In many cases, wide sets of doors are used to create this effect. The thing is big sets of doors tend to be expensive. Luckily, you can create a similar effect by mixing a door/s with fixed panel windows alongside. Most garden office companies will have examples of this design trick in their portfolio. Here are examples by Booths Garden Studios, Garden Spaces and Sanctum Garden Studios. In each case, either a single door or French doors have been used with fixed pane windows. As you can see this mix has created a whole wall of floor to ceiling glazing.
If the positioning in the garden allows it, it can be very effective to create a corner of floor to ceiling glazing. This is done by using either two sets of doors or a set of doors and fixed pane windows. The Swift Garden Room below mixes French doors with fixed windows.
Creating a corner of glazing like this is a good way of framing different views of your garden. Also, having windows on two elevations ensures maximum natural light entering the room as the sun moves throughout the day.
Some companies such as Garden Spaces can create a double wrap around which can be very effective.
As we mentioned earlier, it is becoming popular to use two sets of bi-fold doors to create a glazed corner. Once folded back, they open the room onto the garden, as this Vivid Green building shows.
Secret Shed Doors
Incorporating a storage area within a garden office building has become popular. These storage areas normally have their own exterior access door. Making the office and door independent of one another. Single doors are commonly used.
These doors are often clad in the same material as the walls to create a 'secret entrance'. Done well, attention is given to matching the boards so joins etc., are in line with those on the wall around the door. Commonly, wooden doors are used and then faced with the wall cladding material. In this example, eDEN Garden Rooms have clad the store door in the horizontal Cedar to match the wall.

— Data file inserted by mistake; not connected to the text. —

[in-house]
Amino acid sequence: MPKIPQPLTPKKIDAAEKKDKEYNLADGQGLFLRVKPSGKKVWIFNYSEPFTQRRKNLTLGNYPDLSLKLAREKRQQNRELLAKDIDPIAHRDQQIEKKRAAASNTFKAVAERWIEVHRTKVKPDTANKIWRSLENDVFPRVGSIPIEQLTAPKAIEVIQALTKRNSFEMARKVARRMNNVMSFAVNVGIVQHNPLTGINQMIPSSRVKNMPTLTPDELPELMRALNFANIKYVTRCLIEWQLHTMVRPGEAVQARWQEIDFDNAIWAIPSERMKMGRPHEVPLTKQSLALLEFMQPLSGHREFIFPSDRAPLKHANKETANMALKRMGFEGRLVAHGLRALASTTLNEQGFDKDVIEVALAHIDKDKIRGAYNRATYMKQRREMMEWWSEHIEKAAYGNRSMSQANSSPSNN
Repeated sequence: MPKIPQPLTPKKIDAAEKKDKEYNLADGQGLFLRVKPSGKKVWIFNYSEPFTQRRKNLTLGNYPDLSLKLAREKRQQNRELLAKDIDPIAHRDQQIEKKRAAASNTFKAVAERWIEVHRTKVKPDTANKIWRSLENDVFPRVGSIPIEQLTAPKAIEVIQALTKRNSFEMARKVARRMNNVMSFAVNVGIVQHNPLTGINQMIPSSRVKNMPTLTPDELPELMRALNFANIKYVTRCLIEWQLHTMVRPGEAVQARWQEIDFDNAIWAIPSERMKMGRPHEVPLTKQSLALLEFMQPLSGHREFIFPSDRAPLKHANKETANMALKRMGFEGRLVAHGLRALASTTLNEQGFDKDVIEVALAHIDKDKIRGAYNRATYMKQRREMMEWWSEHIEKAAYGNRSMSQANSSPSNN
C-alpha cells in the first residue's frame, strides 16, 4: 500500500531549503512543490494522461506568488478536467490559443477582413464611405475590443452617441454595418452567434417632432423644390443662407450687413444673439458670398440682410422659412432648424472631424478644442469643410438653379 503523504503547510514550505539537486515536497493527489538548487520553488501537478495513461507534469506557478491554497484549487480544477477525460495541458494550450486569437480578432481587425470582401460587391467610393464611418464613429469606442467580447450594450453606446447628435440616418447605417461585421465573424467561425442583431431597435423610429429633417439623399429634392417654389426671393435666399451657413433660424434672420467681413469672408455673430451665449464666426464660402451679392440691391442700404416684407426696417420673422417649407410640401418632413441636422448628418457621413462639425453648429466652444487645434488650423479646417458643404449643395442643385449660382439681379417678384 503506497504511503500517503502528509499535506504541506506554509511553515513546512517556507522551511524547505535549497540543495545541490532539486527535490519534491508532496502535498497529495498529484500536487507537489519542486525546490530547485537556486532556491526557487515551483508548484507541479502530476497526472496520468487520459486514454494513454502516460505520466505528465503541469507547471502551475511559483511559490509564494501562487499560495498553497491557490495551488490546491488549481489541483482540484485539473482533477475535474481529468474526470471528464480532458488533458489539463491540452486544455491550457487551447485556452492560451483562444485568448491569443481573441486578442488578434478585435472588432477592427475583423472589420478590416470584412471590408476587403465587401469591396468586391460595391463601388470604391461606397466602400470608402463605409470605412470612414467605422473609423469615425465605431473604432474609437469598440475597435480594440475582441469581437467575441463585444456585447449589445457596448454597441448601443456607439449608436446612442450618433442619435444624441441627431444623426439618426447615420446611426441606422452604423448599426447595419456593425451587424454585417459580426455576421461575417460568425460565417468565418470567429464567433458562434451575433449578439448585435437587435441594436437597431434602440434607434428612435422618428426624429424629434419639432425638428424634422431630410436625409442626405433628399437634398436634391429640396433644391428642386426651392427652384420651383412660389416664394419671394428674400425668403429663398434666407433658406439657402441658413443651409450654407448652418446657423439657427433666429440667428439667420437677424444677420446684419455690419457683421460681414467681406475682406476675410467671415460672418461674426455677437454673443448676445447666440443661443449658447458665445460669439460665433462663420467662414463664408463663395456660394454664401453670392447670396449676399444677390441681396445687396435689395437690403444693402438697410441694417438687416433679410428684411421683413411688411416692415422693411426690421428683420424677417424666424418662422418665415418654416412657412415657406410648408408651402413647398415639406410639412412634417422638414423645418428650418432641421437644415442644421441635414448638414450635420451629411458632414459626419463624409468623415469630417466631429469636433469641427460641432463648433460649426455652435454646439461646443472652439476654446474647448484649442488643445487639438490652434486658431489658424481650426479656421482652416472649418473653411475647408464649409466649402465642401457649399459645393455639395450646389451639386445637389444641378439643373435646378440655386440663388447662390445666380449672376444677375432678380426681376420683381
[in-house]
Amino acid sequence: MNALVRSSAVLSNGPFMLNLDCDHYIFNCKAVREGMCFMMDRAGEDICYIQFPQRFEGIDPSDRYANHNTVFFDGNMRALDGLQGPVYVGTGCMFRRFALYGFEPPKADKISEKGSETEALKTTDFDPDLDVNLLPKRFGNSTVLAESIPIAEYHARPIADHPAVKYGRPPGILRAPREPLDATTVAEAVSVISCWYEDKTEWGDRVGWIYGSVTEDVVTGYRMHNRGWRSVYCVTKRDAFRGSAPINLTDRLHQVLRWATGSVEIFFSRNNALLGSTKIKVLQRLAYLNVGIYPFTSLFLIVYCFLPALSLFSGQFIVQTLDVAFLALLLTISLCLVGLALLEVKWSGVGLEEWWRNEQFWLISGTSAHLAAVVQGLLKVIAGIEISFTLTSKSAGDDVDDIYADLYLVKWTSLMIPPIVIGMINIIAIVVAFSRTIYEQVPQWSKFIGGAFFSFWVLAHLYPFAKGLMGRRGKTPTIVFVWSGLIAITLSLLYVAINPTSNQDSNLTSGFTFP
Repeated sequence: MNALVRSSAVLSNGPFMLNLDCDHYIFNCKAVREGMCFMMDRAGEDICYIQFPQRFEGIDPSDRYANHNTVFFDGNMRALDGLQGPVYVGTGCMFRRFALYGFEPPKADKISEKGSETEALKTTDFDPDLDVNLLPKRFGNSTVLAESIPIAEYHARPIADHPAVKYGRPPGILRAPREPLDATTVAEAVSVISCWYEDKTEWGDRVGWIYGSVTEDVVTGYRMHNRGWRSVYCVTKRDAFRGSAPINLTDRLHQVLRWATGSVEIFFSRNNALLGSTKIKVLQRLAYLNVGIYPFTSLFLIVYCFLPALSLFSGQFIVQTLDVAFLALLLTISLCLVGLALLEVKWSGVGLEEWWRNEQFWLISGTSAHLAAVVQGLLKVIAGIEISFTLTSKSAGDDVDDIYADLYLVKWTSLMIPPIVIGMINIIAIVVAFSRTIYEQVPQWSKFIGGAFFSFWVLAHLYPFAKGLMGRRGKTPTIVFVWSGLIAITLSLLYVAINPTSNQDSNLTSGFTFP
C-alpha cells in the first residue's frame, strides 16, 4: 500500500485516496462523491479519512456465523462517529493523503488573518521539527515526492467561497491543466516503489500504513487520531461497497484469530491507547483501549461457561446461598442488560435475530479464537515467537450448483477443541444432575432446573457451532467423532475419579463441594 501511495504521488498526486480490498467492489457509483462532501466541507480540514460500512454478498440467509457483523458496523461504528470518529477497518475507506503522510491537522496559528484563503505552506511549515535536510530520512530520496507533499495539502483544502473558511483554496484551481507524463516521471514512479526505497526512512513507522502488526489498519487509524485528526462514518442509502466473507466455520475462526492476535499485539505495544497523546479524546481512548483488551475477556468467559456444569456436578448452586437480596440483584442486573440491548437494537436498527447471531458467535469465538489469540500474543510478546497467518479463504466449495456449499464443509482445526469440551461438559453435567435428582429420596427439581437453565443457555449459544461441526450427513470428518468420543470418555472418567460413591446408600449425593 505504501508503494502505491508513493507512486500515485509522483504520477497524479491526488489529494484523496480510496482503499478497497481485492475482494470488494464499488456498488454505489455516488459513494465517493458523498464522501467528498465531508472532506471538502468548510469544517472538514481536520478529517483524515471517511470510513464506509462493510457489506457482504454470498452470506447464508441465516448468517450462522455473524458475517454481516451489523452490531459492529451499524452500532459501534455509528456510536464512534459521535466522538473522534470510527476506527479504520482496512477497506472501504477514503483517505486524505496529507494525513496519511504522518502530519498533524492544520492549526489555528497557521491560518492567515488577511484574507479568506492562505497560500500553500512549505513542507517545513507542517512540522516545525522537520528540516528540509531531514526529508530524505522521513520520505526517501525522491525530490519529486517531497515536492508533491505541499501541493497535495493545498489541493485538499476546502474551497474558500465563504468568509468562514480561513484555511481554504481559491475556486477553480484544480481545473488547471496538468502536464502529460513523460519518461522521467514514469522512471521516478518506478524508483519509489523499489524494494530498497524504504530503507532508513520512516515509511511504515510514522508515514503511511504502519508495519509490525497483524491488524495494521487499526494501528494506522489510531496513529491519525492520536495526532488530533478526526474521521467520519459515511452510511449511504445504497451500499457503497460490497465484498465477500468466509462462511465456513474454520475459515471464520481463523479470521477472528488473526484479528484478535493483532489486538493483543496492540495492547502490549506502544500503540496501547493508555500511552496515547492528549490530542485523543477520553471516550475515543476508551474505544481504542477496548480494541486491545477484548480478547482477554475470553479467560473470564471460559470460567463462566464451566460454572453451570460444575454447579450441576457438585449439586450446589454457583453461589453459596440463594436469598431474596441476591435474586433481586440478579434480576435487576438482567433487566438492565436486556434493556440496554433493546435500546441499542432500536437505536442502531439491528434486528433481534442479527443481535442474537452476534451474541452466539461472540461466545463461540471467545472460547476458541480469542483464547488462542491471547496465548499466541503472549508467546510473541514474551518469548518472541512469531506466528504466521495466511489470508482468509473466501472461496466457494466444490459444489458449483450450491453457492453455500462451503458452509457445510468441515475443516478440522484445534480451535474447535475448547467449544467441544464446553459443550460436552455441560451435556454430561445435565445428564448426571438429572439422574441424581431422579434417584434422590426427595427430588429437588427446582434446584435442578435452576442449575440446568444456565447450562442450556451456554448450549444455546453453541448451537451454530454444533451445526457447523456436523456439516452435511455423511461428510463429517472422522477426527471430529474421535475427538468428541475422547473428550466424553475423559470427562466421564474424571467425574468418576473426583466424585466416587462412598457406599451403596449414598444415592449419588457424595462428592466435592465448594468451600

Another option for these doors is appearing. Designers are taking single uPVC or Aluminum doors in the same colour as the main doors, and instead of fitting glass within the frame, they are fitting timbers that match the cladding. As in this example from Garden Fortress. This isn't as discreet as the 'secret' door but offers the multipoint locking systems of modern doors.
The most commonly used finish for garden office doors is uPVC. Anthracite grey has become the colour of choice in contemporary garden office design as it contrasts well with timber claddings such as Cedar. However, many companies will allow you to choose other colours such as white, black and oak effect. Booths Garden Studios offer a deep green finish which colour matches with their steel cladding.
Some companies offer timber doors which can be painted in any colour. You can choose a colour to match the cladding or a contrasting colour. Garden Affairs, for instance, offer a wide palette of colours for their doors which are painted in factory conditions. Some companies offer Cedar doors to match the exterior wall cladding.
The downside of choosing timber doors is that they are at liberty to swell, so may require adjustment after their first year or so. If you choose them, it is a good idea to ascertain if your supplier will return to adjust the doors for you.
Powder coated aluminium doors are the high-spec option. You can choose a precise shade from the RAL palette for your doors. For instance, the owners of this Contemporary Garden Rooms design chose a soft green colour, which is quite unusual in garden office design.
Talk with a
Has this page given you ideas for your garden office project? Well, the next stage is to talk to a few garden office experts who specialise in creating personalised garden workspaces. They will work closely with you to turn your vision into a reality.